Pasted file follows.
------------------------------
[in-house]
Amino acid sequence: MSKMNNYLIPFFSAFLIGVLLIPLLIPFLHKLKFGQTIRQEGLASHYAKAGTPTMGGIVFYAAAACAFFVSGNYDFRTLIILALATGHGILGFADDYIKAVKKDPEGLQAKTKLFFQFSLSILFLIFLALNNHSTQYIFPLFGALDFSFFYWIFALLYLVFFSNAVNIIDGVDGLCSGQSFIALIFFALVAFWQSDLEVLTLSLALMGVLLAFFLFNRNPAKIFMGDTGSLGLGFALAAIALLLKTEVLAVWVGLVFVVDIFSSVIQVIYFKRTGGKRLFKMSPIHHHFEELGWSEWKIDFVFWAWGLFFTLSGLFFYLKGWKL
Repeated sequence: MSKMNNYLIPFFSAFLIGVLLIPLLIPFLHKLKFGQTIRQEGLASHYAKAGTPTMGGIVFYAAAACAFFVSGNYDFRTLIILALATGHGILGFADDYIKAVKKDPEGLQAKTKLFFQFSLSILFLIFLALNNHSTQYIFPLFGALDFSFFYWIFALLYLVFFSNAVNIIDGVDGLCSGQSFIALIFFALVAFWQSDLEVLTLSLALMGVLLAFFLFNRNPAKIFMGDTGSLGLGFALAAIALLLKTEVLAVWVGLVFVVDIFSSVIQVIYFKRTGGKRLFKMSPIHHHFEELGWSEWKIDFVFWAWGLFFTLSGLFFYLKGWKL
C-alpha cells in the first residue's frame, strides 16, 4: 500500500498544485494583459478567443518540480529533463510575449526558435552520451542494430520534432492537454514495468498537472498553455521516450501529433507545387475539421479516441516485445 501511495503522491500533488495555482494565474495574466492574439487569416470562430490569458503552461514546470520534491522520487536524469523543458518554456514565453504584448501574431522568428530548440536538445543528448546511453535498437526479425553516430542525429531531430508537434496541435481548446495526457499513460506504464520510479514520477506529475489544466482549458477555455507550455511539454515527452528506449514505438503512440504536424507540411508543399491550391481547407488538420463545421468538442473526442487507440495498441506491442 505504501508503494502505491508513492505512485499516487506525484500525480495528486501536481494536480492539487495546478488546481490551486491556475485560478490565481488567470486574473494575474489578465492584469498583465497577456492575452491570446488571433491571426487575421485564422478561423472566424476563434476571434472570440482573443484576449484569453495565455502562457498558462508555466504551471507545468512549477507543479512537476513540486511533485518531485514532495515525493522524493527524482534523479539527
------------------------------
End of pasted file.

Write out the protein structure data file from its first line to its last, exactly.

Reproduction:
[in-house]
Amino acid sequence: MSKMNNYLIPFFSAFLIGVLLIPLLIPFLHKLKFGQTIRQEGLASHYAKAGTPTMGGIVFYAAAACAFFVSGNYDFRTLIILALATGHGILGFADDYIKAVKKDPEGLQAKTKLFFQFSLSILFLIFLALNNHSTQYIFPLFGALDFSFFYWIFALLYLVFFSNAVNIIDGVDGLCSGQSFIALIFFALVAFWQSDLEVLTLSLALMGVLLAFFLFNRNPAKIFMGDTGSLGLGFALAAIALLLKTEVLAVWVGLVFVVDIFSSVIQVIYFKRTGGKRLFKMSPIHHHFEELGWSEWKIDFVFWAWGLFFTLSGLFFYLKGWKL
Repeated sequence: MSKMNNYLIPFFSAFLIGVLLIPLLIPFLHKLKFGQTIRQEGLASHYAKAGTPTMGGIVFYAAAACAFFVSGNYDFRTLIILALATGHGILGFADDYIKAVKKDPEGLQAKTKLFFQFSLSILFLIFLALNNHSTQYIFPLFGALDFSFFYWIFALLYLVFFSNAVNIIDGVDGLCSGQSFIALIFFALVAFWQSDLEVLTLSLALMGVLLAFFLFNRNPAKIFMGDTGSLGLGFALAAIALLLKTEVLAVWVGLVFVVDIFSSVIQVIYFKRTGGKRLFKMSPIHHHFEELGWSEWKIDFVFWAWGLFFTLSGLFFYLKGWKL
C-alpha cells in the first residue's frame, strides 16, 4: 500500500498544485494583459478567443518540480529533463510575449526558435552520451542494430520534432492537454514495468498537472498553455521516450501529433507545387475539421479516441516485445 501511495503522491500533488495555482494565474495574466492574439487569416470562430490569458503552461514546470520534491522520487536524469523543458518554456514565453504584448501574431522568428530548440536538445543528448546511453535498437526479425553516430542525429531531430508537434496541435481548446495526457499513460506504464520510479514520477506529475489544466482549458477555455507550455511539454515527452528506449514505438503512440504536424507540411508543399491550391481547407488538420463545421468538442473526442487507440495498441506491442 505504501508503494502505491508513492505512485499516487506525484500525480495528486501536481494536480492539487495546478488546481490551486491556475485560478490565481488567470486574473494575474489578465492584469498583465497577456492575452491570446488571433491571426487575421485564422478561423472566424476563434476571434472570440482573443484576449484569453495565455502562457498558462508555466504551471507545468512549477507543479512537476513540486511533485518531485514532495515525493522524493527524482534523479539527